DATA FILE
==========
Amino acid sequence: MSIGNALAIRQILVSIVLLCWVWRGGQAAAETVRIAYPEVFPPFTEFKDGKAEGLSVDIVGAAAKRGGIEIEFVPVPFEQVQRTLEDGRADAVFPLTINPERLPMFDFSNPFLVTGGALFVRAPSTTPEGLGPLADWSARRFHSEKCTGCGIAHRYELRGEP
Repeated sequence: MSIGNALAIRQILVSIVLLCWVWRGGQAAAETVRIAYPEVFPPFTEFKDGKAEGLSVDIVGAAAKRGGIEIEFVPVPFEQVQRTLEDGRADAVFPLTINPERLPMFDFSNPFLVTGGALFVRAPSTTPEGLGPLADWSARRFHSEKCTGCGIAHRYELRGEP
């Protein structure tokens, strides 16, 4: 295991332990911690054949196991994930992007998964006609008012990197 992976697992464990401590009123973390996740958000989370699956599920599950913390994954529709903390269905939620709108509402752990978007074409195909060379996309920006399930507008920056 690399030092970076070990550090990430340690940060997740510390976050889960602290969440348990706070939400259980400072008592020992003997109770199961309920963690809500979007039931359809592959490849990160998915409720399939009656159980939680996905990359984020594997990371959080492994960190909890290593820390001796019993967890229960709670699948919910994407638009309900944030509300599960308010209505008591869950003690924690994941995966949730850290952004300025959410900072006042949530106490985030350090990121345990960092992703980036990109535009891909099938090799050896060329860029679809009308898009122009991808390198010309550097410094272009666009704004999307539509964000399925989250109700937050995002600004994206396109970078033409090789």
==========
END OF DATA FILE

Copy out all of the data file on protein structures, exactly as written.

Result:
Amino acid sequence: MSIGNALAIRQILVSIVLLCWVWRGGQAAAETVRIAYPEVFPPFTEFKDGKAEGLSVDIVGAAAKRGGIEIEFVPVPFEQVQRTLEDGRADAVFPLTINPERLPMFDFSNPFLVTGGALFVRAPSTTPEGLGPLADWSARRFHSEKCTGCGIAHRYELRGEP
Repeated sequence: MSIGNALAIRQILVSIVLLCWVWRGGQAAAETVRIAYPEVFPPFTEFKDGKAEGLSVDIVGAAAKRGGIEIEFVPVPFEQVQRTLEDGRADAVFPLTINPERLPMFDFSNPFLVTGGALFVRAPSTTPEGLGPLADWSARRFHSEKCTGCGIAHRYELRGEP
């Protein structure tokens, strides 16, 4: 295991332990911690054949196991994930992007998964006609008012990197 992976697992464990401590009123973390996740958000989370699956599920599950913390994954529709903390269905939620709108509402752990978007074409195909060379996309920006399930507008920056 690399030092970076070990550090990430340690940060997740510390976050889960602290969440348990706070939400259980400072008592020992003997109770199961309920963690809500979007039931359809592959490849990160998915409720399939009656159980939680996905990359984020594997990371959080492994960190909890290593820390001796019993967890229960709670699948919910994407638009309900944030509300599960308010209505008591869950003690924690994941995966949730850290952004300025959410900072006042949530106490985030350090990121345990960092992703980036990109535009891909099938090799050896060329860029679809009308898009122009991808390198010309550097410094272009666009704004999307539509964000399925989250109700937050995002600004994206396109970078033409090789």